Core Gameloops in “Nachtmahr”
As a demonstration of my ability to design a system which creates a certain type of gameplay and experience I would like to explain a little bit about my 3rd semester project “Nachtmahr”: The game is an asymmetrical multiplayer survival game. One player controls the Hunter while three others control their own Survivor. Both roles have their own respective gameloop which interacts with the other.
The player controlling the hunter has the main objective to stop the survivors from escaping from the mansion. There are two ways he can interact with the survivors: First the hunter needs to build rooms, thereby expanding the pre-generated dungeon. Each placed room awards the hunter a certain amount of points (also called “Power”) which he can later use to activate abilities. After the hunter placed a sufficient amount of rooms and connected two of the three exits he is allowed to materialise on the map he built in his demon form and hunt the survivors.
On the map the hunter has a few abilities and a variety of curses he can use to track down and hunt the survivors. These abilities and curses (more info here) have a certain power cost and together with a passive power drain over time deplete the hunters power reserves. So the hunter uses curses and abilities to catch and injure the survivors but is forced back to his ethereal form, building the dungeon, to regenerate new power so he can go on the hunt again. This creates a cyclical pattern in the tension curve for both survivors and hunters, inducing a flow state.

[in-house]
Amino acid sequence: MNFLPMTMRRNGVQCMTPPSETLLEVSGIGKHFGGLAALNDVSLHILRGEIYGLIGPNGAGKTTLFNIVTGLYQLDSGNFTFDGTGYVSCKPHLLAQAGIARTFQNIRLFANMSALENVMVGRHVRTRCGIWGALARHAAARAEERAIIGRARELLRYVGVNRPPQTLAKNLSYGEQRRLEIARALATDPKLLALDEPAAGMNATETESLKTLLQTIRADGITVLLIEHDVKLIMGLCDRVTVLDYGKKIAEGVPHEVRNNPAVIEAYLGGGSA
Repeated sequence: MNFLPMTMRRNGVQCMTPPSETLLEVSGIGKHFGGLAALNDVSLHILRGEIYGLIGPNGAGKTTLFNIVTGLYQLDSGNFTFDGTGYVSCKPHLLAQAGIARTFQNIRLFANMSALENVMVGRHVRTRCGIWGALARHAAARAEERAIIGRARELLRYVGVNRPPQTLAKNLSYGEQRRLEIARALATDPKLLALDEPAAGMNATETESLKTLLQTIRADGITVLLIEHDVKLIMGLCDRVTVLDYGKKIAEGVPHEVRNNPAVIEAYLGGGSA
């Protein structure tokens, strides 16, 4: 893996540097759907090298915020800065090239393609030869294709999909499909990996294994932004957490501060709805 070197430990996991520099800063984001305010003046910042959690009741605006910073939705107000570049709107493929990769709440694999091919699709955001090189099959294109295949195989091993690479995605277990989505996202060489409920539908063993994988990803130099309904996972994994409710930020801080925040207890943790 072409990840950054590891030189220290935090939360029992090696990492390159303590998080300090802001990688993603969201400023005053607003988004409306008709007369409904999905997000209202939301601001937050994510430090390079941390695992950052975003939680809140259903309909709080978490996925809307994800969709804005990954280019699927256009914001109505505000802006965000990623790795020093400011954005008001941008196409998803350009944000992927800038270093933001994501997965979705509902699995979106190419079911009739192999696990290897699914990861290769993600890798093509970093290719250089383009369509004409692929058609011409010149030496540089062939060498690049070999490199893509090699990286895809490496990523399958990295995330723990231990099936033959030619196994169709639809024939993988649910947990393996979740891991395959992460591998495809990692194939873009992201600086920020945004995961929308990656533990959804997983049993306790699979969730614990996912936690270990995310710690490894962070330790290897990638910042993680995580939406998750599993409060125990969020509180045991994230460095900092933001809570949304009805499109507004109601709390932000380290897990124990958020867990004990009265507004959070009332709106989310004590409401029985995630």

As the hunter expands the mansion and spawns in new rooms so do new items and clues appear which the survivors need to find. The survivors goal is to find enough clues to solve a code which opens one of the three exits and allows the survivors to escape the mansion and win the game. So the hunter directly affects the survivors search for clues and items. The longer the game lasts the more clues and items spawn which the survivors can use to their advantage and hiding in a bigger mansion becomes easier. On the other hand the hunter gets more powerful and can make orientation more challenging for the survivors. The items the survivors find either help them further with their exploration (lockpicks, batteries, xray spell), help them combat the hunter (flashbang spell) or at least avoid him (invisibility spell, stamina boost spell). This way certain hunter abilities can be countered by certain survivor items and vice versa which creates an interesting opportunity for counter play on both sides.
This way almost all elements in the core gameloop’s affect a certain element in the other role’s gameloop, creating a very dynamic experience. It also creates a cycle of tension and release for both roles since the hunter has to regenerate power regularly (and quicker the more he uses his abilities). This results in a nice pace, almost dividing the game into phases in which the hunter goes after the survivors, where survivors get brief windows of time to explore mansion undisturbed but with the knowledge that the longer the game stays calm the more power the hunter will have at his disposal next time he shows up.
This creates a feeling of a looming threat, which is constantly present with the survivors as they scramble through the mansion searching for clues and items. If a player runs out of batteries he needs to rely on the lamps scattered throughout the mansion which the hunter can curse. Since the curses remain on objects until they are used doors and lamps that suddenly slam shut or burn out the survivors are constantly reminded of the hunters presence. And so hiding can turn into a very suspense moment when the player hears the hunter coming closer. That is why the rooms were built in such a way that provide some opportunities to hide but also cover the survivors vision, leaving them to rely on their hearing to determine where hunter went. Especially the large closets survivors can hide in and corners behind doors provide opportunities for adrenaline inducing “close calls”.